Charles Merritt is stunned by this prequel to a classic children’s story
Age rating: PG
Runtime: 115 minutes
See this if you liked: Willy Wonka and the Chocolate Factory, Matilda, Paddington
Overview: The young chocolatier Willy Wonka manages to change the world, ‘one bite at a time’.
What I Liked:
What happens if you take the wit and charm of Simon Farnaby and Paul King, stir it in with the panache of King’s visually rich directing and top it all off with a sprinkling of musical numbers to elevate the sweet notes? You get this film.
Yes, the creative team behind the two highly successful Paddington films have taken Roald Dahl’s Willy Wonka and given him a backstory you didn’t know you needed but won’t complain now you’ve got it.
It’s a classic Hollywood musical, big song and dance numbers that come thick and fast (way more songs than I was expecting, but each one a delight). The numbers are beautifully realised both lyrically and visually. There are moments when it feels as though you are reading a Roald Dahl novel, the words are so beautifully woven together to give you that nostalgic mixture of nonsense and genius.
The characters are larger than life but work because there’s a beating heart behind it all, Wonka’s dream of becoming a world famous chocolatier and the people he brings into it along the way.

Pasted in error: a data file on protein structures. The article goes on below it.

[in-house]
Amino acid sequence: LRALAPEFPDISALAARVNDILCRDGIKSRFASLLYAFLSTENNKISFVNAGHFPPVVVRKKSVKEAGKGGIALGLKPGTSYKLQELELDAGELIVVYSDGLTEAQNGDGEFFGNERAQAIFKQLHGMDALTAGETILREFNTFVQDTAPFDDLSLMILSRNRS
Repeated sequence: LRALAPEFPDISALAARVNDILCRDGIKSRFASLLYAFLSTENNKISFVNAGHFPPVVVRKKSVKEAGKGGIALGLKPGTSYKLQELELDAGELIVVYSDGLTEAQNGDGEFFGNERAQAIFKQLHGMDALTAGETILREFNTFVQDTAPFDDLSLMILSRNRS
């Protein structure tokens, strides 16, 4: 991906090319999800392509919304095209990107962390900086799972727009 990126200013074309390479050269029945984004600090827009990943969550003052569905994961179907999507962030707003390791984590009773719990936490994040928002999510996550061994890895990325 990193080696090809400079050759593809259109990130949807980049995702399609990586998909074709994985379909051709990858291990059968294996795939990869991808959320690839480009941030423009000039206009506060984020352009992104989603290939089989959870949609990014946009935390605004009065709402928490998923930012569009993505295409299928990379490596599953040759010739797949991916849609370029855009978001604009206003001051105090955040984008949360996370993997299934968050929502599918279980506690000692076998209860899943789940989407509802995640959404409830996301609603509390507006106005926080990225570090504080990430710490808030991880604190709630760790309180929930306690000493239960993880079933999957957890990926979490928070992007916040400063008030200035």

What I Didn’t Like:
Okay, so that’s the gushing out of the way… There’s not much I didn’t like, I’ll just say that in comparison to the Paddington films (which are probably some of the most perfect films in existence) there was something missing from this… Not that the film was bad, I can’t really put my finger on it.
Dare I say, I’d actually really like a sequel to this - whether that be Wonka’s next step or Paul King and Simon Farnaby’s version of Charlie and the Chocolate Factory. Or even The Great Glass Elevator…?
Thoughts For The Parents:
There’s a small line which is said (and this is probably not verbatim but) ‘the greedy always beat the needy’. The more I think about the more that I think the film was mostly about this.
In today’s world, it is still very much who you know rather than what you know. We have systems that are corrupt and built to benefit certain people from certain backgrounds or to oppress those who we think have less value than ourselves.
Sadly, the same was true in the world that Jesus found himself in. Systems of oppression that meant not everyone was treated equally nor allowed the same opportunities in life.
Jesus ultimately came to break those systems of oppression - sin is much more than just our own personal sin, it’s the sin of the systems we have allowed to continue too.
Let’s not pretend that we have no part to play in them, even the film reminds us that church has not always acted so holy, temptation to sit by and do nothing is still temptation… Who knew that Wonka would be so ’choc-full(!)’ of deep messages regarding systematic sin?